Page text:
However, if you are planting the seeds of either green beans or sugar snap peas into a seed tray start by filling it with good quality seed raising mix and ensuring that you firm it down into each cell to form solid plugs as this makes it easier to transplant the plant later on.

As most pea and bean seeds germinate very reliably I tend to only plant 1 seed per cell however some gardeners will plant two or three seeds per cell just to make sure that they get at least one plant in every cell coming up in the seed tray. As both types of seed are relatively large they are typically planted at a depth of approximately 1 inch and both plans will typically take 7 to 10 days to appear depending upon the climatic conditions in which the plants are being grown.

Both plants are relatively fast growers and typically, in reasonable conditions, only need to spend 4 weeks in the seed tray before they have reached the height of around 3 to 4 inches and are ready to go out into the garden.

Alternatively, these plants can be planted directly into the garden. Typically for beans, this is done by planting 2 to 3 seeds around the base of each support structure that goes into the ground on the inside of the structure. This allows the beans to naturally climb up the support structure without having to tie them in. However, it is important to ensure that bean seeds are planted when the risk of any frost has passed as beans are susceptible to frost damage.

Peas on the other hand tend to be grown in rows with a straight support structure and this can be done early in the season even if there are relatively frosty conditions. To plant the seedlings most gardeners usually make a furrow along the base of the structure that is approximately an inch deep and sprinkle the seeds into the furrow at a distance of approximately an inch or two apart. 

Whether you are planting directly into the garden or transplanting seedlings it is also important to protect the seeds and seedlings from things like slugs and snails by sprinkling snail bait around the seedlings. 

Caring For Beans And Peas

Once the plants are in the ground and have had time to become established there is generally not a great deal of work required other than to ensure that the beans and peas are attached to their structures. This Is far more likely to be a problem with peas which have tendrils that are generally not strong enough to support the weight of mature plants. The simplest way to ensure that the peas remain upright is to run a line of string across the front of the plants to push them onto the support structure. As peas can reach a height of somewhere between 2 and 4ft it may be necessary to have more than one line of string as the plants get taller.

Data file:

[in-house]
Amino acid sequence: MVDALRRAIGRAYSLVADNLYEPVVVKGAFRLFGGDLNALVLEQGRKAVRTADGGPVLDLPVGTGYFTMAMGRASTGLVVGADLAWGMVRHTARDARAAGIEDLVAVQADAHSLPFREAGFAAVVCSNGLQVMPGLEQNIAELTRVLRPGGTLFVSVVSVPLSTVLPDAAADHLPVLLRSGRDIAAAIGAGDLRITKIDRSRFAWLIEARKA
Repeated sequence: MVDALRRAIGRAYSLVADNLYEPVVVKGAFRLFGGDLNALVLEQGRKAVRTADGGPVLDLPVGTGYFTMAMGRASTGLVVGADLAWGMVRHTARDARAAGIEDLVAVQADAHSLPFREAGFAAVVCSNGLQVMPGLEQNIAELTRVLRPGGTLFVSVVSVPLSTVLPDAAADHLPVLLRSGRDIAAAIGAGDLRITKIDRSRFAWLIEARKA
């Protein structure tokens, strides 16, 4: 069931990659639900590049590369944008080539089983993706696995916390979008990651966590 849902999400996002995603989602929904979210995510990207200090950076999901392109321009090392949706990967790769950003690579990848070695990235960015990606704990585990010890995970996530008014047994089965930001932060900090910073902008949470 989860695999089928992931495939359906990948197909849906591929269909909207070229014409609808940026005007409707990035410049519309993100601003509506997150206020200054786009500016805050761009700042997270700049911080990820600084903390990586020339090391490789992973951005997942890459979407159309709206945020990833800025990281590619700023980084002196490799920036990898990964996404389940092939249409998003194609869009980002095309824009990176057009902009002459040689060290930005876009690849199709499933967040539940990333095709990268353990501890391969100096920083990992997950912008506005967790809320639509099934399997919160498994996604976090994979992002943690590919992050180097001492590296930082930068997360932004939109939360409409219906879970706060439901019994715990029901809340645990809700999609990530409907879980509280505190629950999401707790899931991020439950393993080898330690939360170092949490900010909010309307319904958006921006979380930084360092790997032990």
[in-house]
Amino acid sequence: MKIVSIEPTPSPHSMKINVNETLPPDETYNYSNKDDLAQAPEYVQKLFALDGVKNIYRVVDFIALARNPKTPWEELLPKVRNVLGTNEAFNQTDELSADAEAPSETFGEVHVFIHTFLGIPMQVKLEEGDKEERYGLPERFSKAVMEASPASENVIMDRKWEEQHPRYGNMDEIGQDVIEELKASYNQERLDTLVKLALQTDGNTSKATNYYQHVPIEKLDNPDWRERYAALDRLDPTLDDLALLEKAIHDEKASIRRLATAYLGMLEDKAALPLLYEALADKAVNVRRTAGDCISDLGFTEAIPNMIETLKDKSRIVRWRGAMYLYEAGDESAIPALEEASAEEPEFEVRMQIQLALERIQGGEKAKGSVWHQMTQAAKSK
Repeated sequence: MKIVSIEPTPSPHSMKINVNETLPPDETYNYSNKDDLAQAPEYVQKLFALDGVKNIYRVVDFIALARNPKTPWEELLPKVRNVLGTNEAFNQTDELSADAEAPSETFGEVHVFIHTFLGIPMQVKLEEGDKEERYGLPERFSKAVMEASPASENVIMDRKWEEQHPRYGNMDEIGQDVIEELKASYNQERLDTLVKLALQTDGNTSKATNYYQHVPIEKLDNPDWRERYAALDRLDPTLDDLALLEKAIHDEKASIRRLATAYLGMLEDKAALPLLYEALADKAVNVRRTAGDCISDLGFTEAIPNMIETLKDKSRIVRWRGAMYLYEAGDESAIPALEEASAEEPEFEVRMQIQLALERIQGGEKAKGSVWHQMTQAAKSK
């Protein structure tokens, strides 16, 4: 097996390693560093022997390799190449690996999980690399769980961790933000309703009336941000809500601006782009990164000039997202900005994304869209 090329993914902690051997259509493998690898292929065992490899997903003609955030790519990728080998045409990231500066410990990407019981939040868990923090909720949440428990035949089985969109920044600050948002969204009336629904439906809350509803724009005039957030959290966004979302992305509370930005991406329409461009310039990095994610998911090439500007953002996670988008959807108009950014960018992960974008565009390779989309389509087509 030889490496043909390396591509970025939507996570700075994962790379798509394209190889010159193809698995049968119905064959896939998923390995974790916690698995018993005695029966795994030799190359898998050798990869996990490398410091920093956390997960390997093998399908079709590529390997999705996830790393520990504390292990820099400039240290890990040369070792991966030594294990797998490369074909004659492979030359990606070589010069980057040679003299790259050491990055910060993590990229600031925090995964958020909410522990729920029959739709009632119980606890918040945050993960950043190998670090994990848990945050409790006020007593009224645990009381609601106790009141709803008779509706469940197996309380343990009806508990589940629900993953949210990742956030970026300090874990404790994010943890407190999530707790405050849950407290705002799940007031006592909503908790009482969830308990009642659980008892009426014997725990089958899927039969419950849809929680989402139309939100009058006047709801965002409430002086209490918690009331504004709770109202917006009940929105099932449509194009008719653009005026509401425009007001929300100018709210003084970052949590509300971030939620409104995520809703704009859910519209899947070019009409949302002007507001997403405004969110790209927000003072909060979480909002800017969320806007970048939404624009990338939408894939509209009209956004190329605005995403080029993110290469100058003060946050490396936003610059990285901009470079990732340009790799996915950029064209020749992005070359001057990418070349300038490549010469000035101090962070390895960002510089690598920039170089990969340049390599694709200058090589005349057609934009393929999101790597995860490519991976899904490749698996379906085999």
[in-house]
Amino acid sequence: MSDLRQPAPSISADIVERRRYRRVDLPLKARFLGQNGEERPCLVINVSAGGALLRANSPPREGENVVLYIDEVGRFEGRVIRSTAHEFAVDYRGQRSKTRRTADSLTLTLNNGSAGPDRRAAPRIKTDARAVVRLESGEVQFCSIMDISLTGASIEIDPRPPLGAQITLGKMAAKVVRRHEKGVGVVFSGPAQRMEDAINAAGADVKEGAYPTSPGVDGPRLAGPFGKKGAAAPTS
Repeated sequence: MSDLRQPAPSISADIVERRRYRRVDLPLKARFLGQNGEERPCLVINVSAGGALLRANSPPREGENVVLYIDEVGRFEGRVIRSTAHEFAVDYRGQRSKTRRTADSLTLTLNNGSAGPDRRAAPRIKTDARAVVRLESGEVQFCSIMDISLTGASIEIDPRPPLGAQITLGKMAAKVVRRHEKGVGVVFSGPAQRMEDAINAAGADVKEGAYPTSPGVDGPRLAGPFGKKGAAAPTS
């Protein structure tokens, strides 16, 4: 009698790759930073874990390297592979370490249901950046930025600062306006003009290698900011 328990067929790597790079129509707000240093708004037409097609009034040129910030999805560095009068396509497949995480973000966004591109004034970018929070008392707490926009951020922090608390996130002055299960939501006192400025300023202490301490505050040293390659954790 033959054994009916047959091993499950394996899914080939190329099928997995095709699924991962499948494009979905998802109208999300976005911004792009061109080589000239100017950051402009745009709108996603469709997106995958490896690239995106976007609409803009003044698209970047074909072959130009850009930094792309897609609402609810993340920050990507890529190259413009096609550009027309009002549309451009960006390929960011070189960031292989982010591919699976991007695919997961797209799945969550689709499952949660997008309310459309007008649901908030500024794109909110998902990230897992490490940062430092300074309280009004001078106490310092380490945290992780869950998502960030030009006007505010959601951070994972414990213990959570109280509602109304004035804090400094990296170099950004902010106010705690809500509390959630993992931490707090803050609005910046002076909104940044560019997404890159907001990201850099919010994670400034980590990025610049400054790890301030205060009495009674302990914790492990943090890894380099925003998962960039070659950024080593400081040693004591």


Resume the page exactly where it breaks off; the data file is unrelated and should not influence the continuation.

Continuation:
Harvesting Peas And Beans

Both peas and beans will produce flowers which are followed shortly afterward by the formation of pods. Beans and peas need to be picked regularly once the pods begin forming to encourage the plant to continue to produce them for as long as possible. Both beans and snap peas can be frozen after being blanched if you end up with a glut.

Ensure that you don’t have to buy any more peas and beans seeds next season it is advisable to put some pods aside and allowed them to dry out which is relatively easy to do as it is not necessary to shell the beans or peas before storage. They will be quite happy to sit on a shelf somewhere and dry out over the winter.  

I hope you found this article useful and have great success growing beans or peas at home in your own garden if you have any additional comments or questions please leave them in the section below.

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Paul Smart